Predicate<BigInteger> divBy3And5 = divBy3.and(divBy5);

        Stream<BigInteger> numbers = Stream.iterate(one, el -> el.add(one));

        Stream<String> fizzBuzzStream = numbers
                .map(FizzBuzzMatcher.matching(divBy3And5, () -> "FizzBuzz")
                        .otherwise(FizzBuzzMatcher.matching(divBy3, () -> "Fizz")
                                .otherwise(FizzBuzzMatcher.matching(divBy5, () -> "Buzz")
                                        .otherwise(BigInteger::toString))));

        fizzBuzzStream.limit(100).forEach(System.out::println);
    }
}

interface FizzBuzzMatcher extends Function<BigInteger, Optional<String>> {

    static FizzBuzzMatcher matching(Predicate<BigInteger> matcher, Supplier<String> resultMsgSupplier) {
        return number -> matcher.test(number) ? Optional.of(resultMsgSupplier.get()) : Optional.empty();
    }

    default Function<BigInteger, String> otherwise(Function<BigInteger, String> next) {
        return number -> apply(number).orElseGet(() -> next.apply(number));
    }
}

Word count example in Java 8

Following code snippet shows how you can write a word count program using Java 8 Stream API.

public class WordCountExample {

    public static void main(String[] args) throws IOException {
        Path path = Paths.get("src/main/resources/book.txt");
        Map<String, Integer> wordCount = Files.lines(path)
           .flatMap(line -> Arrays.stream(line.trim().split(" ")))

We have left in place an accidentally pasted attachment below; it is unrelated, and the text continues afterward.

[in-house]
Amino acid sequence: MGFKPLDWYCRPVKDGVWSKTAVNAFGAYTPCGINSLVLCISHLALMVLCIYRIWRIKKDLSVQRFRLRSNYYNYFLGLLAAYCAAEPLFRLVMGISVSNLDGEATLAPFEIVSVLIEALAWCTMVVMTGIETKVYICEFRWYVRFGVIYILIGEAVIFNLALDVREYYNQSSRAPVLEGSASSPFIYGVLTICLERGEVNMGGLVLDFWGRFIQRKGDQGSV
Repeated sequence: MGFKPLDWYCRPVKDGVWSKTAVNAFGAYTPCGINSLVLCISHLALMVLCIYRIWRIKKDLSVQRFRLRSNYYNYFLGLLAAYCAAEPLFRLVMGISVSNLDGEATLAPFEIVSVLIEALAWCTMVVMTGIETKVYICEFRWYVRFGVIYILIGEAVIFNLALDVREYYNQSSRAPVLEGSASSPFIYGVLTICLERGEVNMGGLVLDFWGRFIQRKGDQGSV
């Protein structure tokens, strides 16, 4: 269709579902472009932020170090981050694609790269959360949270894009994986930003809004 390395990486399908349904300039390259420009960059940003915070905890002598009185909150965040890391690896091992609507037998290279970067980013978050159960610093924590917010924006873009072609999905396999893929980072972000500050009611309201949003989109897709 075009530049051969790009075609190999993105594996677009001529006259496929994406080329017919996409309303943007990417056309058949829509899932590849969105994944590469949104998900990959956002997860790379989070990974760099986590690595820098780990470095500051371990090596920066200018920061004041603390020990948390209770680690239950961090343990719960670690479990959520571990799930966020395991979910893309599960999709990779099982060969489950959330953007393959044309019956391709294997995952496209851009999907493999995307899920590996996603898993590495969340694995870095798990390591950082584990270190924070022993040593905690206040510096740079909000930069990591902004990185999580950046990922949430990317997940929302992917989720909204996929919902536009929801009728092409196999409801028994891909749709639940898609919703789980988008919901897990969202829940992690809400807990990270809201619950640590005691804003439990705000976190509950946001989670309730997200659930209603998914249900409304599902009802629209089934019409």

.map(word -> word.replaceAll("[^a-zA-Z]", "").toLowerCase().trim())
           .filter(word -> word.length() > 0)
           .map(word -> new SimpleEntry<>(word, 1))
           .sorted((e1, e2) -> e1.getKey().compareTo(e2.getKey()))
            .reduce(new LinkedHashMap<>(), (acc, entry) -> {
               acc.put(entry.getKey(), acc.compute(entry.getKey(), (k, v) -> v == null ? 1 : v + 1));
               return acc;
            }, (m1, m2) -> m1);

        wordCount.forEach((k, v) -> System.out.println(String.format("%s ==>> %d", k, v)));
    }
}

The better solution is using toMap collector as shown below.

public static void main(String[] args) throws IOException {
   Path path = Paths.get("src/main/resources/book.txt");
   Map<String, Integer> wordCount = Files.lines(path).flatMap(line -> Arrays.stream(line.trim().split("s")))
           .map(word -> word.replaceAll("[^a-zA-Z]", "").toLowerCase().trim())
           .filter(word -> word.length() > 0)
           .map(word -> new SimpleEntry<>(word, 1))
           .collect(toMap(e -> e.getKey(), e -> e.getValue(), (v1, v2) -> v1 + v2));

   wordCount.forEach((k, v) -> System.out.println(String.format("%s ==>> %d", k, v)));
}

Even better version can be written using grouping and counting collector as shown below.

public static void main(String[] args) throws IOException {
    Path path = Paths.get("src/main/resources/book.txt");
    Map<String, Long> wordCount = Files.lines(path).flatMap(line -> Arrays.stream(line.trim().split("\s")))
            .map(word -> word.replaceAll("[^a-zA-Z]", "").toLowerCase().trim())
            .filter(word -> word.length() > 0)
            .map(word -> new SimpleEntry<>(word, 1))
            .collect(groupingBy(SimpleEntry::getKey, counting()));

    wordCount.forEach((k, v) -> System.out.println(String.format("%s ==>> %d", k, v)));

}